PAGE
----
at the same
aerodynamic point (i.e. same flow and pressure). Comparing a 680 mm diameter
fan of the
present invention running 1900 RPM to a prior art 750 mm diameter axial flow
fan running
at 1970 RPM, the fan of the present invention was 4 dBA quieter. The fan of
the present
invention is quieter for two major reasons. First, the fan of the present
invention can
develop a desired level of static pressure at a slower rotational speed
compared to an axial
flow fan, and fan noise is very strongly dependent upon peripheral speed
(i.e., tip speed).
Second, flow of air through passages of the fan of the present invention is
much smoother
and much less turbulent than the flow of air through an axial flow fan at the
high pressures
at which the fan of the present invention is desired to operate. Typically,
flow through an
axial flow fan under the conditions described above is known as stalled flow,
which is
highly turbulent and unstable, and is associated with a roaring noise.
Additional advantages and benefits not specifically mentioned are also
provided.
EXAMPLES
Prototype fan assemblies according to the present invention were developed
and tested, and computer simulations were run to further explore fan assembly
designs
according to the present invention. Prototype testing has shown that a fan
according to the
present invention can achieve about 35% higher airflow, 15 percentage-points
greater static
efficiency and exhibit quieter operating characteristics than state-of-the art
axial flow fans,
while still being suitable for installation in under-hood automotive cooling
applications and
exhibiting acceptable power requirements.
A design of experiments (DOE) protocol was employed to run simulations of
a number of permutations of a number of judiciously selected fan design
variables. The
DOE allows for optimization while conducting tests on only a limited number of
possible
permutations. Computational fluid dynamics (CFD) software (e.g., FLUENT flow
modeling software available from ANSYS, Inc., Santa Clara, CA) was utilized to
generate
14

CA 02716119 2010-08-19
WO 2009/105224
PCT/US2009/001047
simulation test data according to each DOE. Multiple DOE studies were
conducted. The
largest DOE conducted involved five factors with three possible levels each,
for a total of
243 (or 35) possible combinations, of which 27 variations were simulated in
accordance
with the selections of factors and levels listed in Table 2.
TABLE 2.
Factor Levels
pi 200 - 28 - 330
PE Backward Curved (30-55 ) ¨
Backward
Inclined (55-650) ¨ Forward Curved (65-80 )
0D3 325 mm ¨ 400 mm ¨ 475 mm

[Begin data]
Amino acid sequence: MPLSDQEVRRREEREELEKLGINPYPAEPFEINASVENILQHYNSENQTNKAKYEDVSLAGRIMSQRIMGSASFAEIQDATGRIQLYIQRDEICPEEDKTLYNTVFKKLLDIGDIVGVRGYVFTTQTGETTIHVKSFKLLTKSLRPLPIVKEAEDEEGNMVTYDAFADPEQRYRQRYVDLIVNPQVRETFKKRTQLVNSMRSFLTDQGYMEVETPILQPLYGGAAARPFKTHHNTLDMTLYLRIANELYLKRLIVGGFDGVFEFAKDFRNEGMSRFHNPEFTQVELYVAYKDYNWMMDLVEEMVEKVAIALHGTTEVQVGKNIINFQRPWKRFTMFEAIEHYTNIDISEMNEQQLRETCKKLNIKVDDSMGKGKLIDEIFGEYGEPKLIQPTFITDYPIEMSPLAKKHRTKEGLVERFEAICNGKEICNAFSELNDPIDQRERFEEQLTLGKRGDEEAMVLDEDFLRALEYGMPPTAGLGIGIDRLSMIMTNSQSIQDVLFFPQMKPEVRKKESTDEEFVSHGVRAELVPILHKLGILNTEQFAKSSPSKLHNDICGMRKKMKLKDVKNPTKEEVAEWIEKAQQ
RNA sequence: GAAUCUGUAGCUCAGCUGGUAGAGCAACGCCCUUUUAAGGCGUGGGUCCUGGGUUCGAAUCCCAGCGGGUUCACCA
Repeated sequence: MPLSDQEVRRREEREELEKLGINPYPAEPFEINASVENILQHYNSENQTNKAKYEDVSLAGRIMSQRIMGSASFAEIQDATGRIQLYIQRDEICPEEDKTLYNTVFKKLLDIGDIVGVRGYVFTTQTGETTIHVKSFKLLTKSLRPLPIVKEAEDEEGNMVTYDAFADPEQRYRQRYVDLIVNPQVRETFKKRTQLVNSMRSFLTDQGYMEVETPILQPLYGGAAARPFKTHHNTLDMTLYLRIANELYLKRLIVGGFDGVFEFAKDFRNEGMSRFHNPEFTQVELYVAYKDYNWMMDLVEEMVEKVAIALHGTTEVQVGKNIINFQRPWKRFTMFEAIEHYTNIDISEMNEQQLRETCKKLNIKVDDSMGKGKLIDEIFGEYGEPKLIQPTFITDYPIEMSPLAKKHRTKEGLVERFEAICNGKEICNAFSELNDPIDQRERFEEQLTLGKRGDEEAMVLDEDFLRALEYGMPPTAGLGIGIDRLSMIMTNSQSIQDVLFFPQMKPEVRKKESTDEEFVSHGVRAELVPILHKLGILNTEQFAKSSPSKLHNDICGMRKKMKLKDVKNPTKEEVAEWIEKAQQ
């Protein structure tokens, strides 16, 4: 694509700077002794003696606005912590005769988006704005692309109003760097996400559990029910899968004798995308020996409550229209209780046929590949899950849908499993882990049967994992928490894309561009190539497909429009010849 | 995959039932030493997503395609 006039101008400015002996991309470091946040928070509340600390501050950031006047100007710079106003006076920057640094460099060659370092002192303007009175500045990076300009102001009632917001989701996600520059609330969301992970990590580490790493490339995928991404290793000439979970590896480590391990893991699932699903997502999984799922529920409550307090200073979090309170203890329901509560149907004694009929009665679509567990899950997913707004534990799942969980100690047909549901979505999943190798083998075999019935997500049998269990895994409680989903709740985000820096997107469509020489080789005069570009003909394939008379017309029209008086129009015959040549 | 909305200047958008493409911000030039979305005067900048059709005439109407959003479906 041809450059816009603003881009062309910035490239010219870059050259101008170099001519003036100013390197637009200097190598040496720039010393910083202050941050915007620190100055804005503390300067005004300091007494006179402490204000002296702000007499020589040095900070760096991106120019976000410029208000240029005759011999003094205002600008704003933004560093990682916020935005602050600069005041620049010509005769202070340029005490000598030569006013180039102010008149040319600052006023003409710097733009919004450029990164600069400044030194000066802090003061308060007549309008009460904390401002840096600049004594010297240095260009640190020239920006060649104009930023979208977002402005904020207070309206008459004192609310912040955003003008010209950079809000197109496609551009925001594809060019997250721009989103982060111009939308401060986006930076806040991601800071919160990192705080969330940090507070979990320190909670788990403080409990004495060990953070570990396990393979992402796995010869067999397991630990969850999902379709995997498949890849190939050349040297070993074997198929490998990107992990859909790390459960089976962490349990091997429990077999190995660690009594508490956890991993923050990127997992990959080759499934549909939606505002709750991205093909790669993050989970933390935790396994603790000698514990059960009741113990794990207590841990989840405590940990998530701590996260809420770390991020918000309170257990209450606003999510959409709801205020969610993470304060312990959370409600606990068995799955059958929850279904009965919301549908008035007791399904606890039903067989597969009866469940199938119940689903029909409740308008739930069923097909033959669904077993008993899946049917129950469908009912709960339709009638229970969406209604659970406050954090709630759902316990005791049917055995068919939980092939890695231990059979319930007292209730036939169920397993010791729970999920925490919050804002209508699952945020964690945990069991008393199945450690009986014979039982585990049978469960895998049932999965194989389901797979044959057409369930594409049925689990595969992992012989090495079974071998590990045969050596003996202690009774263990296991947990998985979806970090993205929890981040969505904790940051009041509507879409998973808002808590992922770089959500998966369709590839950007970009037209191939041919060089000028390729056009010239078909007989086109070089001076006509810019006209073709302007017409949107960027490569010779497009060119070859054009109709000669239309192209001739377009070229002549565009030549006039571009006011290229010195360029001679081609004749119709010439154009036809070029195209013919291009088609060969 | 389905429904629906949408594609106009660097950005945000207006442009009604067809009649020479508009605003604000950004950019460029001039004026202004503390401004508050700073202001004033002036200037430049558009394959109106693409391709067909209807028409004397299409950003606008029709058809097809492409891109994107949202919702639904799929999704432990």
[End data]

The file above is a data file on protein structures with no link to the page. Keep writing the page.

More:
01 600 - 70 - 80
PWf 175 mm ¨ 205 mm ¨ 235 mm
Tilt angle 00
03 90
Number of Blades 16
0D1 680 mm
Blade Thickness 3 mm
Results of the DOE were gathered for airflow rate (in kg/s), static pressure
(in Pa) and static efficiency (in %). FIG. 12 is a graph of performance data
for select
alternative embodiments of the fan assembly 20 according to the largest DOE.
The graph of
FIG. 12 denotes airflow (kg/s) along the horizontal axis vs. pressure (Pa)
along the left-hand
vertical axis and static efficiency (%) along the right-hand vertical axis.
The 27 DOE
results for static efficiency vs. airflow are plotted in FIG. 12 with hollow
squares, and
results for pressure vs. airflow are plotted in FIG. 12 with solid diamonds.
It should be
noted that each hollow square is vertically aligned with a corresponding solid
diamond in
FIG. 12.
The results for pressure vs. pressure vs. airflow data points (solid diamonds)

were specified to fall upon a quadratic curve that approximates a typical
engine cooling
restriction curve. The DOE results show that the corresponding static
efficiency vs. airflow
data points (hollow squares) collectively define a boundary curve 400. Based
on the 27
DOE results, data points were interpolated for three optimized designs of the
fan apparatus
20. For a design #1, performance was optimized for both best airflow and best
static
efficiency, illustrated in FIG. 12 for static efficiency as a hollow triangle
and for pressure as
a solid triangle. For a design #2, performance was optimized for best static
efficiency,
illustrated in FIG. 12 for static efficiency as a hollow circle and for
pressure as a solid

CA 02716119 2015-05-13
circle. For a design #3, performance was optimized from best airflow,
illustrated in
FIG. 12 for static efficiency as a hollow hexagon and for pressure as a solid